Weeks Act Centennial Blog Posts Reveal Another Layer of History

January 28th, 2011 by Alice

Thirty-three years after publishing The Lands Nobody Wanted with Bill Shands (a forest policy analyst, now deceased), Dr. Bob Healy revisits their work around issues related to eastern national forest policy with a series of blog posts hosted on the award winning “Peeling Back the Bark” blog.  The Forest History Society invited Dr. Healy to participate as part of the ongoing celebration of the Weeks Act Centennial.

Here is an excerpt from the first installment:

To help celebrate the 100th anniversary of the Weeks Act in 2011, Peeling Back the Bark has asked Dr. Bob Healy of Duke University’s Nicholas School for the Environment to write a series of blog posts in which he’ll reflect on his classic book, "The Lands Nobody Wanted," and the future of the eastern national forests. Readers are invited to post comments and questions for Bob.

We called the book “The Lands Nobody Wanted” because so much of this land, particularly before 1950, was considered of little or no economic value. Much of it was abandoned farmland—hilly, infertile, and heavily eroded. We noted that “land abandoned by owners who could not pay the taxes was acquired by the government very cheaply. Local people were desperate for any activity that would pump money into a community, so they welcomed establishment of forests which provided for federal investment in otherwise unused land and generated badly needed jobs. And national forests provided a work place for President Roosevelt’s Civilian Conservation Corps.” (p. 16)

Later, of course, the perceived value of the land changed, as did the policy considerations, questions, and needs.  Read more at the Peeling Back the Bark blog: http://bit.ly/h2Hgsc Participation by readers is encouraged.  Feel free to share your thoughts and to ask Dr. Healy questions about his books, eastern national forest history, or current concerns by using the comments section of the blog.

Dr. Healy teaches at the Nicholas School of the Environment at Duke University where he is Professor Emeritus.  He also continues to write about environmental policy and his most recent book,Knowledge and Environmental Policy, was published by MIT Press in 2010.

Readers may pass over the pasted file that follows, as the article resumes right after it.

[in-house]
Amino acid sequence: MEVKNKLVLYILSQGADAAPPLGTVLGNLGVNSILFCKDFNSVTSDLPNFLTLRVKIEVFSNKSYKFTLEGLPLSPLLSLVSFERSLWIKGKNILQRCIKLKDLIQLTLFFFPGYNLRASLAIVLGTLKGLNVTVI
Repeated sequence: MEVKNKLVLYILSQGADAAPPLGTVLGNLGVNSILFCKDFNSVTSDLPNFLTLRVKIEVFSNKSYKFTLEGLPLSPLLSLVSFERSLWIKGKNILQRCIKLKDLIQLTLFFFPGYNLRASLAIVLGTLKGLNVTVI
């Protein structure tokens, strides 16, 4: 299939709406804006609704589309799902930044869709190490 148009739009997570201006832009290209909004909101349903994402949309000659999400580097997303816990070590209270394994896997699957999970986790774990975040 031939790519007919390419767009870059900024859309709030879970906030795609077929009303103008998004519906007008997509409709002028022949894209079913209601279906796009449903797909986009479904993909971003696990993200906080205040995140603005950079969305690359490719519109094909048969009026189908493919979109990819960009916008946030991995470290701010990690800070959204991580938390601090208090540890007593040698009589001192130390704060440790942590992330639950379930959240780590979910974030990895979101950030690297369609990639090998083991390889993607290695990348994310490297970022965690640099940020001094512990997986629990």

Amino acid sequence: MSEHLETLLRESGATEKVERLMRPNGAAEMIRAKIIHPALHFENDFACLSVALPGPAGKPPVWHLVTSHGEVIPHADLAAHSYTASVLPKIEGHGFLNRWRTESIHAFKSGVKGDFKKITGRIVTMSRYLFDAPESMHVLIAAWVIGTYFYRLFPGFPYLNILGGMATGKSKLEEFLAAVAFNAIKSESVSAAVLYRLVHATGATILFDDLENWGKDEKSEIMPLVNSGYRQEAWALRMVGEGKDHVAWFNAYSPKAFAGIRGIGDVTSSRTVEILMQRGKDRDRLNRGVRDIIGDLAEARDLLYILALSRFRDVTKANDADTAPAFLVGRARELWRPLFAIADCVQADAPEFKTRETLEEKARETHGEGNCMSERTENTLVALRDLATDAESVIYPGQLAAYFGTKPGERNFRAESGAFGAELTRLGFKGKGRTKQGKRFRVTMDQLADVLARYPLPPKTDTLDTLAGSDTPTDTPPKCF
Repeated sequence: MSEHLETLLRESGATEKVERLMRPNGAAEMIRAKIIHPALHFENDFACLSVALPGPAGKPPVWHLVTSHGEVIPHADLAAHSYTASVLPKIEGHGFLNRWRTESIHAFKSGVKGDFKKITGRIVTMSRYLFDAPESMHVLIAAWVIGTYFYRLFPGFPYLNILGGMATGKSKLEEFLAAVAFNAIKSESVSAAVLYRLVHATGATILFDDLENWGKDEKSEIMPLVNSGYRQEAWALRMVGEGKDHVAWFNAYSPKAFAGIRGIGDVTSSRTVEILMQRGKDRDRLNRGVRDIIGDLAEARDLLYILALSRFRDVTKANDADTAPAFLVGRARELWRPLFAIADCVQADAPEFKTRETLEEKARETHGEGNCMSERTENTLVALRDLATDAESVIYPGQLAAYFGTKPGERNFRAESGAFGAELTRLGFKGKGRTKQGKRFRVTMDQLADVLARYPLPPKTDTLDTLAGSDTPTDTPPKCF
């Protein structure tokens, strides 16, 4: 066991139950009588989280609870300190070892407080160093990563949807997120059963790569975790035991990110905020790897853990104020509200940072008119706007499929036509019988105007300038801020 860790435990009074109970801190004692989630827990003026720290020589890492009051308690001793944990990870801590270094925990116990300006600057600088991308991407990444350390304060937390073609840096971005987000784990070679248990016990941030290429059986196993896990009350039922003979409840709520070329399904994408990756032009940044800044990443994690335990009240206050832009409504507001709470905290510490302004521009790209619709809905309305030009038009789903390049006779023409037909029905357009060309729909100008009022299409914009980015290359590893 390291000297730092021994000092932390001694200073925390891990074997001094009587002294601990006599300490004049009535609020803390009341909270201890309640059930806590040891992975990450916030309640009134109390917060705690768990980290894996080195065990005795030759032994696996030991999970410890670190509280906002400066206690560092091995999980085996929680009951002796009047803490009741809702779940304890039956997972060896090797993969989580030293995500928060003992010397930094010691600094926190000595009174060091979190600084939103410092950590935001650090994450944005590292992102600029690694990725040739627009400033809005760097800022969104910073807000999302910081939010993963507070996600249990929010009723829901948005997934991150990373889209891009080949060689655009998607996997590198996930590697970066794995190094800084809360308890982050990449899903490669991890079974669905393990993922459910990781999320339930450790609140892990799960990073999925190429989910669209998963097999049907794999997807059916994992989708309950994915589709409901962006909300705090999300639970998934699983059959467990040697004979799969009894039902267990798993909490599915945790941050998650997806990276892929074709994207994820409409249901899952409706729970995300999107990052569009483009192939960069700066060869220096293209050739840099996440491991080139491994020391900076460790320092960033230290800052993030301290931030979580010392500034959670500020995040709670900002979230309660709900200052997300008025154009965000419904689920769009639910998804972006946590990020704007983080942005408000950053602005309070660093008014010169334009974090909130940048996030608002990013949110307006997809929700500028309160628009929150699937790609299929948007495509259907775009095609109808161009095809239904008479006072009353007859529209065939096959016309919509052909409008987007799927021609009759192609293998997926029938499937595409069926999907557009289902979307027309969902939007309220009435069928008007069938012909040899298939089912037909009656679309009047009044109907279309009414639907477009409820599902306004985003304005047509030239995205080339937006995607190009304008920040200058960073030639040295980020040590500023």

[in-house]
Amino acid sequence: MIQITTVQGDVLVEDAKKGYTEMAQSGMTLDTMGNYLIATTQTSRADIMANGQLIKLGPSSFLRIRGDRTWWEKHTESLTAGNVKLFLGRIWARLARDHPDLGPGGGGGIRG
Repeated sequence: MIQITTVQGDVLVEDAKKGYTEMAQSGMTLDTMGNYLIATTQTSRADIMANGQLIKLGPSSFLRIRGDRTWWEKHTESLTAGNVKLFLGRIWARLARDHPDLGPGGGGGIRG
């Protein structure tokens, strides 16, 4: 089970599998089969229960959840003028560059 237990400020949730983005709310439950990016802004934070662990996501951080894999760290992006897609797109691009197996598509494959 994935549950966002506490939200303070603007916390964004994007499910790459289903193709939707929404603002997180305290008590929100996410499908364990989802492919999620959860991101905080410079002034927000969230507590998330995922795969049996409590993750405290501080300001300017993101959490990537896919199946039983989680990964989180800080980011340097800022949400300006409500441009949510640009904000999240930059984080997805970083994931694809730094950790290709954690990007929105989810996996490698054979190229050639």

The Forest History Society is a nonprofit educational institution that links the past to the future by identifying, collecting, preserving, interpreting, and disseminating information on the history of interactions between people, forests, and their related resources–timber, water, soil, forage, fish and wildlife, recreating, and scenic or spiritual values.

New Exhibition Protecting the Forests: The Weeks Act of 1911 Opens at St. Kieran Arts Center

January 22nd, 2011 by Kelly

ST. KIERAN ARTS CENTER                                                                                                                             155 Emery Street, Berlin NH 03581

Joan Chamberlain, Executive Director

1-603-752-1028 www.stkieranarts.org


New Exhibition Protecting the Forests: The Weeks Act of 1911

Opens at St. Kieran Arts Center

Berlin, NH- St. Kieran Arts Center is hosting a new touring exhibition Protecting the Forests: The Weeks Act of 1911 created by Plymouth State University in honor of the centennial of the Weeks Act of 1911, which authorized the federal government to purchase and maintain lands in the eastern United States as national forests.


The Weeks Exhibition opens at St. Kieran Arts Center as part of the North Country Talent Showcase on Sunday, January 30 at 2 PM. The North Country Talent Showcase is a fun and fast-paced variety show celebrating North Country artists and offering something for everyone.  Tickets are $12 for adults and $6 for children. Doors open at 1 PM.  The Week’s Exhibition runs through March 30 with additional viewing hours 9-4 weekdays, at scheduled performances and by appointment.


“Protecting the Forests” addresses the history, social significance and ecological impact of the Weeks Act through the presentation of historical photographs and prints from glass plates and daguerreotypes accompanied by explanatory text. Research and writing by project humanists Marcia Schmidt Blaine and Linda Upham-Bornstein are the foundation of this educational project.


Prior to 1911 neither federal nor state governments owned any substantial forested lands east of the Mississippi. The tourist industry promoted the White Mountains as a place for quiet rejuvenation and contemplation; but timber, railroad, mining, textile and agricultural groups had different uses for the forest resources.



In early 1901, the Society for the Protection of New Hampshire Forests was created to save the mountains. Their forester, Philip Ayres, ran a national campaign arguing that the White Mountains were
a national treasure.”


Even with President Theodore Roosevelt’s explicit support, the bill stalled in Congress until Congressman John W. Weeks took interest. Weeks was a New Hampshire native and a summer resident of Lancaster. He rewrote the national forest bill, combining forest preservation with watershed protection and fire control, and after a series of lobbying efforts the Weeks Act became law in 1911.


PSU Director of Exhibitions Catherine Amidon says the exhibition and related events provide an important opportunity to bring people together, both physically and virtually, to share knowledge and appreciation of the unique culture and heritage of the region. The exhibition has been made available for touring in partnership with the PSU Center for Rural Partnerships, with support from the NH Humanities Council.


St. Kieran Arts Center events and exhibitions are supported in part by grants from the NH State Council on the Arts, National Endowment for the Arts, and the New Hampshire Charitable Foundation/North Country’s Art Ventures Fund, an Anonymous Fund, Libby Family Fund, North Country Region Community Fund and the Stanton and Elizabeth Davis Fund.